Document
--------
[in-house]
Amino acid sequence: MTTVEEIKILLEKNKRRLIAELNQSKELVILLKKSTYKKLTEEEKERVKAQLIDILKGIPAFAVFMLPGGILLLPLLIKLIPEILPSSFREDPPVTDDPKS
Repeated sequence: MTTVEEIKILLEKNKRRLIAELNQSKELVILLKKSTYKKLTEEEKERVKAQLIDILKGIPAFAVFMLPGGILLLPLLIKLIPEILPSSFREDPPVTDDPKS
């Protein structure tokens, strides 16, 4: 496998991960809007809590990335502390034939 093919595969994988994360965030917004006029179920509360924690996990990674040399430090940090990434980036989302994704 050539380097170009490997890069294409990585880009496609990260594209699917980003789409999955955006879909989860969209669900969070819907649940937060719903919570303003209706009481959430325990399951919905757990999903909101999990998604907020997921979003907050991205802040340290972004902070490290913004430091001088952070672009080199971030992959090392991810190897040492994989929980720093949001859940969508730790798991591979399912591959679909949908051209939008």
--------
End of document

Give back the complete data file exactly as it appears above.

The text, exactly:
[in-house]
Amino acid sequence: MTTVEEIKILLEKNKRRLIAELNQSKELVILLKKSTYKKLTEEEKERVKAQLIDILKGIPAFAVFMLPGGILLLPLLIKLIPEILPSSFREDPPVTDDPKS
Repeated sequence: MTTVEEIKILLEKNKRRLIAELNQSKELVILLKKSTYKKLTEEEKERVKAQLIDILKGIPAFAVFMLPGGILLLPLLIKLIPEILPSSFREDPPVTDDPKS
């Protein structure tokens, strides 16, 4: 496998991960809007809590990335502390034939 093919595969994988994360965030917004006029179920509360924690996990990674040399430090940090990434980036989302994704 050539380097170009490997890069294409990585880009496609990260594209699917980003789409999955955006879909989860969209669900969070819907649940937060719903919570303003209706009481959430325990399951919905757990999903909101999990998604907020997921979003907050991205802040340290972004902070490290913004430091001088952070672009080199971030992959090392991810190897040492994989929980720093949001859940969508730790798991591979399912591959679909949908051209939008």